It’s not enough to tell employees to speak up – you have to give them the opportunity and channels to do so.

Don’t just talk at your team members – invite them to participate in a two-way conversation. Make it at a regular practice to ask others, “What do you think?” Reserve time during meetings for others to present ideas or ask questions.

Let employees know that you have an open-door policy, and that they can bring ideas, questions and concerns to you at any time. If you’re not available at the exact moment an employee stops by or messages you, schedule a mutually convenient time as soon as possible.

Consider more formal and scheduled means of capturing employee feedback as well. You could leverage employee surveys or focus groups on an annual basis, for example.

6. Park your ego

Make it clear, through your words and actions, that you’re not threatened by others challenging long-held company beliefs or practices and even your own opinions – again, in a respectful, constructive way. Successful leaders can’t have an ego and take professional disagreement personally. This is especially true if you want to reinforce that yours is a tolerant, innovation-friendly workplace.

7. Be respectful

When employees share ideas or feedback, be careful to avoid quick judgement, criticism or rejection – even if you strongly disagree. These actions could have a chilling effect on future employee contributions, which can undo all the progress you’re trying to make toward establishing a speak-up culture.


  • Focus on the positive and praise the elements of the employees’ contributions that you feel warrant it.
  • Thank the employee for their contribution.
  • Let them know that you’ll think about what they said.

8. Demonstrate active listening

Remember the listen-up culture we referenced previously? In today’s workplace, one of the most important soft skills that leaders should master is active listening skills, which include:

  • Avoiding distractions and focusing 100% of your attention on the employee speaking.
  • Expressing interest.
  • Asking thoughtful follow-up questions.
  • Seeking clarification when needed.

9. Accommodate different personalities and working styles

Sometimes, an employee being quiet has nothing to do with your organization or management. Maybe they’re an introvert and are just naturally quiet and reserved, or they have a fear of speaking in front of others.

Managers must adapt their leadership style according to personalities and working styles. Get to know your employees as individuals and learn their preferences. You may have to identify alternate ways for them to contribute their feedback without generating discomfort. This is part of having a culture of inclusion.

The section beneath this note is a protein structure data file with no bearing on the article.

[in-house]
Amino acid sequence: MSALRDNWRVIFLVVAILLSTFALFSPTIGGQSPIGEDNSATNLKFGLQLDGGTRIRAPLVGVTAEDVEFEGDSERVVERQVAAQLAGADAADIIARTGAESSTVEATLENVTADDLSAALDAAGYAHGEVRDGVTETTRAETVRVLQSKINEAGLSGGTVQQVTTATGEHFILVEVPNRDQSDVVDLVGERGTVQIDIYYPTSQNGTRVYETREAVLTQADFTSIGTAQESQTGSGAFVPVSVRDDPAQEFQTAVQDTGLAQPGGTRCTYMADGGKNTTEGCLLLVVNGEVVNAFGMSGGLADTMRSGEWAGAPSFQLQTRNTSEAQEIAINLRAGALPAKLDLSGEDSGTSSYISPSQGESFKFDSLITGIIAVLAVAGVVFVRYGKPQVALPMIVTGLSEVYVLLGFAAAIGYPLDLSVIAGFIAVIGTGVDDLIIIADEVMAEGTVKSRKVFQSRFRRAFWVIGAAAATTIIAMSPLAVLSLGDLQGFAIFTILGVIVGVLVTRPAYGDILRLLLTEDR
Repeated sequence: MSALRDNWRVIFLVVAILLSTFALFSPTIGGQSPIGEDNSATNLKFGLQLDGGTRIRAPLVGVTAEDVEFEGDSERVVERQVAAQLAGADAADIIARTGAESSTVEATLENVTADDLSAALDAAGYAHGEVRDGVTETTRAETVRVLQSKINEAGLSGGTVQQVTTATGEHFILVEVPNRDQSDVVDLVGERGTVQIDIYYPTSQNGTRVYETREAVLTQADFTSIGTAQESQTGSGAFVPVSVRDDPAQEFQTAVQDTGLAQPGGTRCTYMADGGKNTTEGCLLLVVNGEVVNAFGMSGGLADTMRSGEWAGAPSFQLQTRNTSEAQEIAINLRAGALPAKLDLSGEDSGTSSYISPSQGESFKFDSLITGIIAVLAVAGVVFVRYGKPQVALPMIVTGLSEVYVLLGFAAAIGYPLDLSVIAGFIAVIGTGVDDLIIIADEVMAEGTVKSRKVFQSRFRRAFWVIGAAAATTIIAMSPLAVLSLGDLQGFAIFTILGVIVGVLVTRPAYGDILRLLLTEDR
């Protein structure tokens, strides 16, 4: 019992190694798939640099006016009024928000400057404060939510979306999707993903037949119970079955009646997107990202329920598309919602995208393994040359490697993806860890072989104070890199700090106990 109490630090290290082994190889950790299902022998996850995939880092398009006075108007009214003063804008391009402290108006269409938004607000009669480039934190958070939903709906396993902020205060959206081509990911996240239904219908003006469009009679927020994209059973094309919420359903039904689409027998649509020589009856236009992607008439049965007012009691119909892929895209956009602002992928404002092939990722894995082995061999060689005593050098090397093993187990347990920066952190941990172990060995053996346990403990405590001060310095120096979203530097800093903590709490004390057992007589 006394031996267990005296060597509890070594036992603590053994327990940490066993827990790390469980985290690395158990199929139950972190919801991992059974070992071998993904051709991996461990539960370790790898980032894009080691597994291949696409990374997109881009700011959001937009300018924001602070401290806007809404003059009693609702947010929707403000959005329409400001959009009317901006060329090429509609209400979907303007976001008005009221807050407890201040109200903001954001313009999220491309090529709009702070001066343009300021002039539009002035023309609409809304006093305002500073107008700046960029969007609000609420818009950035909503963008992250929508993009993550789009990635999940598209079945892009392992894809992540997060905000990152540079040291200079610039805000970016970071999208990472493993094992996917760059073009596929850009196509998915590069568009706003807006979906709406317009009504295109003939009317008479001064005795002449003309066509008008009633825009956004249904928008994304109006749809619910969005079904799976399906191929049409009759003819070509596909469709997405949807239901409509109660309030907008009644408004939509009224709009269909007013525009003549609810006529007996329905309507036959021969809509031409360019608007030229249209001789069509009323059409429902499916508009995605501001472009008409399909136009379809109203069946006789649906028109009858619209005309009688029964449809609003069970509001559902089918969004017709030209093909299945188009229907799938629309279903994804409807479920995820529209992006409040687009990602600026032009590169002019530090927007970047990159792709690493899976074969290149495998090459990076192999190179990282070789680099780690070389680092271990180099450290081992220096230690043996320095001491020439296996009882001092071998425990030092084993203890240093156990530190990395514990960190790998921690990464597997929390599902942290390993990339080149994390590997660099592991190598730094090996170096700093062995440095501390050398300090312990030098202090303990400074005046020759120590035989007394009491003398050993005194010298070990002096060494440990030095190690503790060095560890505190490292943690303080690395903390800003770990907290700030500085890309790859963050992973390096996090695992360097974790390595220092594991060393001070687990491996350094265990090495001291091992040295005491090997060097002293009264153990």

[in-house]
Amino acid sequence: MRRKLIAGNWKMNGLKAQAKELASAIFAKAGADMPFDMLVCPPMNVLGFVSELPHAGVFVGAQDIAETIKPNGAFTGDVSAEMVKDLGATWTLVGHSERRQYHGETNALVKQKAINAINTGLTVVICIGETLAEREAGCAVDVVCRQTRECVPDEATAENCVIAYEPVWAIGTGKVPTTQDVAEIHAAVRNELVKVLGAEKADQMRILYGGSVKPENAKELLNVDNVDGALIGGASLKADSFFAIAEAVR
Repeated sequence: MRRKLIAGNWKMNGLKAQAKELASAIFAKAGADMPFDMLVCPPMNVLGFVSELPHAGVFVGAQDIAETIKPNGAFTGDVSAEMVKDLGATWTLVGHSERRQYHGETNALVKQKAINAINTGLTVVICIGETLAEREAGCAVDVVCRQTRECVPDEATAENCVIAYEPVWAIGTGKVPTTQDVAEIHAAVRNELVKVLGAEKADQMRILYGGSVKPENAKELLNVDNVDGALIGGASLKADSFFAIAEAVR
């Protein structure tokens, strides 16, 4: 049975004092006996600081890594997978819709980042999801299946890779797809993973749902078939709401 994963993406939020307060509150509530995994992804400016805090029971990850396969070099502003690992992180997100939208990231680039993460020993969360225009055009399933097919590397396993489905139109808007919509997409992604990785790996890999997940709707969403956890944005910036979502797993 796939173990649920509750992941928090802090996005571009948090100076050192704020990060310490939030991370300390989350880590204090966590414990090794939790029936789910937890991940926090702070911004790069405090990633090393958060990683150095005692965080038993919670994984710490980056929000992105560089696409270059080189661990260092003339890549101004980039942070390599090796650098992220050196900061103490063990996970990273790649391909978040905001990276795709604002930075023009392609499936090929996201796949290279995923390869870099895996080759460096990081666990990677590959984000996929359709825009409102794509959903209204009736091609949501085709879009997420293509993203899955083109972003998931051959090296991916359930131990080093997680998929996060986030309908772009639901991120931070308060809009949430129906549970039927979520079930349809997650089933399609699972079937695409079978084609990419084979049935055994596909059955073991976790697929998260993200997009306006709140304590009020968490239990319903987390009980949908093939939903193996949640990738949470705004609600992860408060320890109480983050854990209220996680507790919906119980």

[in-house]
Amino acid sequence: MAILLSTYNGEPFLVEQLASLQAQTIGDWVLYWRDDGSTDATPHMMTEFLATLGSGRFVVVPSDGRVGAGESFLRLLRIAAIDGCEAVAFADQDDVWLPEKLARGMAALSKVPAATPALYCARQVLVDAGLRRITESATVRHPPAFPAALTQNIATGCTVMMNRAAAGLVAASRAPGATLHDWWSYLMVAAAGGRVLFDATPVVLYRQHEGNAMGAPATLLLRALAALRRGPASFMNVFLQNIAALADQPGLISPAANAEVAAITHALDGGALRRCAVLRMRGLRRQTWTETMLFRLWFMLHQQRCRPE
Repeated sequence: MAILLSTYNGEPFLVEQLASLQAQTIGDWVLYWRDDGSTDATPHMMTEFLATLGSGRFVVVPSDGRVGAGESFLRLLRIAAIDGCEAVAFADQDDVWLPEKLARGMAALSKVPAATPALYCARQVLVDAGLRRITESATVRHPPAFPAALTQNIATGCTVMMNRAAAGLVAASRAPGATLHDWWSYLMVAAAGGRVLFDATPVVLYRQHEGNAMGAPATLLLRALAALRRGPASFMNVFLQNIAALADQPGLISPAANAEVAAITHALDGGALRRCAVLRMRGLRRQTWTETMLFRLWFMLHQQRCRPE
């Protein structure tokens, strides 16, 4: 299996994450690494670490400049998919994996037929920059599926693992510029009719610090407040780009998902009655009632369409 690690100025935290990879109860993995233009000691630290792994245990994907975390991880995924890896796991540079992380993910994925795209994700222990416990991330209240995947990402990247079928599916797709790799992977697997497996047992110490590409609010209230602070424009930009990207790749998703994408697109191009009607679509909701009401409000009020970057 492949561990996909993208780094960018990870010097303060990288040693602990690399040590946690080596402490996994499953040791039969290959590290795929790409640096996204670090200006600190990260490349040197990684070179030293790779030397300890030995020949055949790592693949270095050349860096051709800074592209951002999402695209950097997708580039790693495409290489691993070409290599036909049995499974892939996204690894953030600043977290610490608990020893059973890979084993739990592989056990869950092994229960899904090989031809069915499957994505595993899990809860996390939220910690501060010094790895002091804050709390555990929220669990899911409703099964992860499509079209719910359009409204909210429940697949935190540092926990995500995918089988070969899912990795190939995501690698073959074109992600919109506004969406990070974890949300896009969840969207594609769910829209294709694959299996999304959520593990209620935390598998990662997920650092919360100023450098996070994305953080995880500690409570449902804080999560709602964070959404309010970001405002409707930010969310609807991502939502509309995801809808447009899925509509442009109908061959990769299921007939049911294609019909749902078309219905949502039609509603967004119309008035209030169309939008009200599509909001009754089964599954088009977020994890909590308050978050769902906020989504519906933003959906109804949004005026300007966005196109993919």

For example, you could let employees:

  • Anonymously share feedback.
  • Submit their feedback privately via email or in one-on-one conversations.
  • Have extra time to gather their thoughts to avoid a situation in which they feel put on the spot.

10. Always follow up

If you’re going to ask employees to take the time and make the effort to speak up or complete surveys, make it worth their while. You can’t just leave them hanging and ignore what they said forever. This will make them feel belittled and rejected, and annoyed that you wasted their time. Over time, they will come to understand you’re not actually listening, nor do you care – and they’ll stop speaking up.

Always follow up with employees to let them know what became of their feedback or idea. The company will either:

  • Implement it
  • Modify it
  • Take no action

If you can’t implement an employee idea at this time or you have to make changes, tactfully explain why. Encourage them to keep sharing.

If the company is implementing an employee idea, recognize and celebrate this employee in front of their peers for their contribution.

If an employee reported a concern to you, inform the relevant parties and come up with a plan of action in a timely manner.

Report all survey results to the entire company, along with any next steps.

The point is, take some sort of meaningful action that lets the employee know you heard them and cared enough to investigate what they had to say.

Summing it all up

The employee voice is a powerful tool. When employees feel they can speak up and share ideas, knowledge, opinions, feedback and concerns, this means your company likely enjoys high levels of engagement, ownership of work, trust, respect and inclusion among its people. It’s also a great means for companies to improve and innovate. However, if you’re struggling to get your employees to speak up, enlist the 10 tips outlined here.

Encouraging employees to use their voice is a strong indicator of a healthy speak-up, listen-up culture. To learn more about creating a workplace in which everyone feels comfortable speaking up, download our free magazine: The Insperity guide to company culture.